According to the Sydney Morning Herald, Opposition Leader Bill Shorten is set to unveil a bold climate policy goal requiring half of Australia’s large-scale energy production to be generated using renewable sources within 15 years. Apparently, he is to announce this plan over the weekend at Labor’s conference. He is also to say (and has already said) that there will be no carbon tax introduced by a Government that he would lead. He prefers an emissions trading scheme.
Two things strike me about this ‘bold’ plan. The first is that it is simply unworkable. There is no way that within fifteen years renewable sources will make up fifty per cent of Australia’s grid power (I assume that is what he means by ‘large-scale energy production). I invite Mr Shorten to read what I have written about wind and solar on this website, here, (and go to the Rud Istvan link he will find there), and read what A Planning Engineer had to say on Judith Currie’s Climate etc. website here. It just isn’t possible. We can’t store renewable energy in large amounts, and the more that renewable energy sources ‘penetrate’ the grid, the more back-up from fossil fuels the grid will need.
Here is the current situation, according to Origin Energy in January this year.
If 50 per cent is to come from renewable energy, that means that the share of coal + natural gas will drop from 86 per cent to 50 per cent. Given that there are no hydro dams planned, and that none is likely (though there are several possible sites), that means that wind + solar + bioenergy will need to rise from 7 per cent to 43 per cent. Mr Shorten must have magicians in his team. Perhaps he will tell us in his speech at the weekend. Perhaps fossil fuels will only be used when the sun isn’t shining and the wind isn’t blowing. Perhaps someone in the ALP has invented the perfect battery. But I have to say that it looks completely fanciful to me.
The second puzzle concerns his rejection of a carbon tax but his welcoming of an emissions trading scheme. In practice, at least as it affects people like you and me, there is no difference. The intention, and the outcome, is to raise the price of energy. That means all consumers are poorer and the poorest consumers are relatively the worse off. How this is good for the ALP’s traditional working-class supporters is not clear to me. No doubt Mr Shorten will devise some transfer mechanism so that the poorest are compensated. But raising energy prices raises the price of everything, sooner or later, because energy is a principal element in all production and in the delivery of all services.
If he thinks that the Australian people will agree that emissions trading schemes are good and carbon taxes are bad, and that there is a real difference between them, then I suggest that he is badly mistaken. The Coalition Government would like nothing better than an election fought on what it will proclaim as the return of ‘those taxes’.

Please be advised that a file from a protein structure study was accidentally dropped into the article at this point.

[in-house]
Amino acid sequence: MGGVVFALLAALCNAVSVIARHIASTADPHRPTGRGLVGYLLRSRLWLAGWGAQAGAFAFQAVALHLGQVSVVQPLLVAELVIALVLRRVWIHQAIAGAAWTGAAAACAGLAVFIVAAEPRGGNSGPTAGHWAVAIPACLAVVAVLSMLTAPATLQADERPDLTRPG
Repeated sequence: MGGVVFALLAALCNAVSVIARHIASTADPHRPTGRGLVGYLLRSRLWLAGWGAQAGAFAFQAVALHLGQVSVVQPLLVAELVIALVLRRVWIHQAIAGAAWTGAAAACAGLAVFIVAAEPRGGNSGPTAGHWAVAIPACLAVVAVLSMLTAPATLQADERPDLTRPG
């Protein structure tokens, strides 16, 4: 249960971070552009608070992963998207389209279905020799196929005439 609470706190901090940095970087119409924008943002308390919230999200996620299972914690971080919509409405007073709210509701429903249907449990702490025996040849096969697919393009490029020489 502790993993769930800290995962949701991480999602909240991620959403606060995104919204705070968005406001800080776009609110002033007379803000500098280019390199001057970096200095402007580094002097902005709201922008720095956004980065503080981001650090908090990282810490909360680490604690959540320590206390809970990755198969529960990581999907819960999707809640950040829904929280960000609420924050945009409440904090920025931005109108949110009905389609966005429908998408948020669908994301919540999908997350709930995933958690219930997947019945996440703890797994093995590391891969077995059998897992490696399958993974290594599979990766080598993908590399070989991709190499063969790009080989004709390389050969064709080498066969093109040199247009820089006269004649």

Why is Mr Shorten doing this? One answer is that many within the ALP see a continual bleeding- away of their electoral support to the Greens unless Labor makes a stand on ‘climate change’. I read somewhere that 300 branches have petitioned the party to do exactly that. And there are many Labor supporters who, like Mr Shorten, ‘believe’ in ‘climate change’. They’re not interested in facts or evidence. They have faith, and that is enough.
I have seen some pretty silly things in Australian politics over the last sixty years. This decision is up there with the best of them.
Legal footnote: I have written a couple of times about ‘climate change refugees’, of which the only known examples have been testing their claims in the courts of New Zealand. Mr Teitiota, a native of Kiribati, had overstayed his visa and was doing his best to stay in New Zealand with his wife and three children born in New Zealand. The court said, in part,
In relation to the Refugee Convention, while Kiribati undoubtedly faces challenges, Mr Teitiota does not, if returned, face serious harm and there is no evidence that the government of Kiribati is failing to take steps to protect its citizens from the effects of environmental degradation to the extent that it can.
However, it said its decision should not be taken as ruling out the possibility of people being granted refugee status due to environmental degradation or climate change in the future.
And a Netherlands court has issued a bizarre decision in the ‘climate change domain.
Citing science as the basis of its verdict, a District Court in The Hague has said that the state must take measures to reduce greenhouse-gas emissions by at least 25 per cent by 2020, relative to 1990 levels, in order to prevent possibly dangerous climate change. A Dutch citizens’ climate-change group filed the lawsuit in 2013 on behalf of nearly 900 plaintiffs, including children. The group specifically sued the government for violating human rights by failing to take adequate action to prevent the harmful impacts of climate change.
The Dutch government can appeal the ruling — although it has not yet said whether it will do so. Nor is it clear what happens if the government fails to take action. But legal experts say that it is the first time that a judge has required a state to take precautions to mitigate the effects of climate change. Apparently a similar lawsuit has been filed in Belgium.
No doubt we shall see a similar try-on in Australia. I don’t know how the Dutch court determined that ‘the science’ was correct. But the episode does suggest that once a body of information acquires the status of ‘settled science’, nobody much wants to examine it closely. It is enough to say that ‘science shows’, and others nod in agreement.
My thanks to Professor Bob Carter for the links to these two stories.